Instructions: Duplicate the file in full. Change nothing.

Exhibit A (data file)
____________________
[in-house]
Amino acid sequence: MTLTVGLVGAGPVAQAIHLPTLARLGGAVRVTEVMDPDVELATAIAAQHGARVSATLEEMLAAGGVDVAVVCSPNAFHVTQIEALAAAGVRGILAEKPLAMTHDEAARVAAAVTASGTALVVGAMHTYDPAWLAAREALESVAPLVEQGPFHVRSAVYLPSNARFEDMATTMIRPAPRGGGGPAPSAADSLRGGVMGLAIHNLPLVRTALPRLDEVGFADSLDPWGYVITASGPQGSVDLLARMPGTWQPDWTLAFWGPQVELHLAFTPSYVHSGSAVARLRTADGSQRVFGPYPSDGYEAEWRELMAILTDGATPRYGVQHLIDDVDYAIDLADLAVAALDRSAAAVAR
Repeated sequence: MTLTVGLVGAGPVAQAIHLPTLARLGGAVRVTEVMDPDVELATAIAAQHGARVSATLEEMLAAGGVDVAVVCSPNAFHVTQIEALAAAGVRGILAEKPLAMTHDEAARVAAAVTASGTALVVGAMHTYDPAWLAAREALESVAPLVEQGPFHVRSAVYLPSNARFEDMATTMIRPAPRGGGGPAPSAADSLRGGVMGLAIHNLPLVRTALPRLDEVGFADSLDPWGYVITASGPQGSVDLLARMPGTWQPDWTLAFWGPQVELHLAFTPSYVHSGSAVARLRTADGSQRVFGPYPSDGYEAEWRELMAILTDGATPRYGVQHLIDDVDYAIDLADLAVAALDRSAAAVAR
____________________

[in-house]
Amino acid sequence: MTLTVGLVGAGPVAQAIHLPTLARLGGAVRVTEVMDPDVELATAIAAQHGARVSATLEEMLAAGGVDVAVVCSPNAFHVTQIEALAAAGVRGILAEKPLAMTHDEAARVAAAVTASGTALVVGAMHTYDPAWLAAREALESVAPLVEQGPFHVRSAVYLPSNARFEDMATTMIRPAPRGGGGPAPSAADSLRGGVMGLAIHNLPLVRTALPRLDEVGFADSLDPWGYVITASGPQGSVDLLARMPGTWQPDWTLAFWGPQVELHLAFTPSYVHSGSAVARLRTADGSQRVFGPYPSDGYEAEWRELMAILTDGATPRYGVQHLIDDVDYAIDLADLAVAALDRSAAAVAR
Repeated sequence: MTLTVGLVGAGPVAQAIHLPTLARLGGAVRVTEVMDPDVELATAIAAQHGARVSATLEEMLAAGGVDVAVVCSPNAFHVTQIEALAAAGVRGILAEKPLAMTHDEAARVAAAVTASGTALVVGAMHTYDPAWLAAREALESVAPLVEQGPFHVRSAVYLPSNARFEDMATTMIRPAPRGGGGPAPSAADSLRGGVMGLAIHNLPLVRTALPRLDEVGFADSLDPWGYVITASGPQGSVDLLARMPGTWQPDWTLAFWGPQVELHLAFTPSYVHSGSAVARLRTADGSQRVFGPYPSDGYEAEWRELMAILTDGATPRYGVQHLIDDVDYAIDLADLAVAALDRSAAAVAR